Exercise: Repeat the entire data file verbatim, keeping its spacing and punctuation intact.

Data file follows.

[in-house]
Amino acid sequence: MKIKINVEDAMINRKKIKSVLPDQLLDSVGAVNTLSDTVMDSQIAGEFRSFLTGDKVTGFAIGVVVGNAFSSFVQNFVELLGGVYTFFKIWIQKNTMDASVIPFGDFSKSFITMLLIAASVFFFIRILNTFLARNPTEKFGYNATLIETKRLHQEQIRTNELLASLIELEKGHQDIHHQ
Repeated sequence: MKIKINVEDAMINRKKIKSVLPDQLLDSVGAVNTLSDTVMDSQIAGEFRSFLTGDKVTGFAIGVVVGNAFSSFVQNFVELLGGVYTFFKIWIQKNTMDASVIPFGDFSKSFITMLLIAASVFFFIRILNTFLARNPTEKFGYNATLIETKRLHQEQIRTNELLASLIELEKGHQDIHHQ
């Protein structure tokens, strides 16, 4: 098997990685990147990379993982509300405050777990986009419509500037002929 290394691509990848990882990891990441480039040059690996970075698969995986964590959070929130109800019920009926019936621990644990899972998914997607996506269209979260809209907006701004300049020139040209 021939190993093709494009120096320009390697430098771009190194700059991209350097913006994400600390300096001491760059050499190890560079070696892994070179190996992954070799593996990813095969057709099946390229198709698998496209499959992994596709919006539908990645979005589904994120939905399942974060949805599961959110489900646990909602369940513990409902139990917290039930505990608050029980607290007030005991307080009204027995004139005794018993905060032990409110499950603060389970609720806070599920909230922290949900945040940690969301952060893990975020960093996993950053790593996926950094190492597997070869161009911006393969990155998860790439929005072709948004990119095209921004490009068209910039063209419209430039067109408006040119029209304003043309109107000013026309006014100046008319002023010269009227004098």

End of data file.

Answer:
[in-house]
Amino acid sequence: MKIKINVEDAMINRKKIKSVLPDQLLDSVGAVNTLSDTVMDSQIAGEFRSFLTGDKVTGFAIGVVVGNAFSSFVQNFVELLGGVYTFFKIWIQKNTMDASVIPFGDFSKSFITMLLIAASVFFFIRILNTFLARNPTEKFGYNATLIETKRLHQEQIRTNELLASLIELEKGHQDIHHQ
Repeated sequence: MKIKINVEDAMINRKKIKSVLPDQLLDSVGAVNTLSDTVMDSQIAGEFRSFLTGDKVTGFAIGVVVGNAFSSFVQNFVELLGGVYTFFKIWIQKNTMDASVIPFGDFSKSFITMLLIAASVFFFIRILNTFLARNPTEKFGYNATLIETKRLHQEQIRTNELLASLIELEKGHQDIHHQ
């Protein structure tokens, strides 16, 4: 098997990685990147990379993982509300405050777990986009419509500037002929 290394691509990848990882990891990441480039040059690996970075698969995986964590959070929130109800019920009926019936621990644990899972998914997607996506269209979260809209907006701004300049020139040209 021939190993093709494009120096320009390697430098771009190194700059991209350097913006994400600390300096001491760059050499190890560079070696892994070179190996992954070799593996990813095969057709099946390229198709698998496209499959992994596709919006539908990645979005589904994120939905399942974060949805599961959110489900646990909602369940513990409902139990917290039930505990608050029980607290007030005991307080009204027995004139005794018993905060032990409110499950603060389970609720806070599920909230922290949900945040940690969301952060893990975020960093996993950053790593996926950094190492597997070869161009911006393969990155998860790439929005072709948004990119095209921004490009068209910039063209419209430039067109408006040119029209304003043309109107000013026309006014100046008319002023010269009227004098």